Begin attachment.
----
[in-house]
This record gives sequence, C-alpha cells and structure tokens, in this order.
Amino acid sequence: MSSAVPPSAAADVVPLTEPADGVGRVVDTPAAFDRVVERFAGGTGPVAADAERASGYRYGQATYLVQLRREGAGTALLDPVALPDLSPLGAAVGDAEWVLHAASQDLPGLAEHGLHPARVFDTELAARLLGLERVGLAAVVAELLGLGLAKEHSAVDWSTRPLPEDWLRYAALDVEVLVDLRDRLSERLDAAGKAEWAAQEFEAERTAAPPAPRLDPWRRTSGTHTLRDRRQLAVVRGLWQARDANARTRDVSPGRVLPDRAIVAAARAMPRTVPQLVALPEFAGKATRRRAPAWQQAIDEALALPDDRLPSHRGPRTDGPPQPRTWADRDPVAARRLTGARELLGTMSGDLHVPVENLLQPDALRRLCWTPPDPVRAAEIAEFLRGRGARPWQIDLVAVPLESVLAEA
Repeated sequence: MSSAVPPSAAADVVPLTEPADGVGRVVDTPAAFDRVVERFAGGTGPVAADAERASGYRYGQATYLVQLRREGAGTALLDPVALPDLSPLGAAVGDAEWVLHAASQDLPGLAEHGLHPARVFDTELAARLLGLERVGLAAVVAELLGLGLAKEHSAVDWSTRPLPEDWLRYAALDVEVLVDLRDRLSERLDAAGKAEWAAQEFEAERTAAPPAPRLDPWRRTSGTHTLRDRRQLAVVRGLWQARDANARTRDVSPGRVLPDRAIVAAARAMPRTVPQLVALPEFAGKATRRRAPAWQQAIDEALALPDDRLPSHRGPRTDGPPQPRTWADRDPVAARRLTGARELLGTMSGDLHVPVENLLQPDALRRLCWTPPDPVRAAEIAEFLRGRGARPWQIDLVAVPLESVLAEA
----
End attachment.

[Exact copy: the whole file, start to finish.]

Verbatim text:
[in-house]
This record gives sequence, C-alpha cells and structure tokens, in this order.
Amino acid sequence: MSSAVPPSAAADVVPLTEPADGVGRVVDTPAAFDRVVERFAGGTGPVAADAERASGYRYGQATYLVQLRREGAGTALLDPVALPDLSPLGAAVGDAEWVLHAASQDLPGLAEHGLHPARVFDTELAARLLGLERVGLAAVVAELLGLGLAKEHSAVDWSTRPLPEDWLRYAALDVEVLVDLRDRLSERLDAAGKAEWAAQEFEAERTAAPPAPRLDPWRRTSGTHTLRDRRQLAVVRGLWQARDANARTRDVSPGRVLPDRAIVAAARAMPRTVPQLVALPEFAGKATRRRAPAWQQAIDEALALPDDRLPSHRGPRTDGPPQPRTWADRDPVAARRLTGARELLGTMSGDLHVPVENLLQPDALRRLCWTPPDPVRAAEIAEFLRGRGARPWQIDLVAVPLESVLAEA
Repeated sequence: MSSAVPPSAAADVVPLTEPADGVGRVVDTPAAFDRVVERFAGGTGPVAADAERASGYRYGQATYLVQLRREGAGTALLDPVALPDLSPLGAAVGDAEWVLHAASQDLPGLAEHGLHPARVFDTELAARLLGLERVGLAAVVAELLGLGLAKEHSAVDWSTRPLPEDWLRYAALDVEVLVDLRDRLSERLDAAGKAEWAAQEFEAERTAAPPAPRLDPWRRTSGTHTLRDRRQLAVVRGLWQARDANARTRDVSPGRVLPDRAIVAAARAMPRTVPQLVALPEFAGKATRRRAPAWQQAIDEALALPDDRLPSHRGPRTDGPPQPRTWADRDPVAARRLTGARELLGTMSGDLHVPVENLLQPDALRRLCWTPPDPVRAAEIAEFLRGRGARPWQIDLVAVPLESVLAEA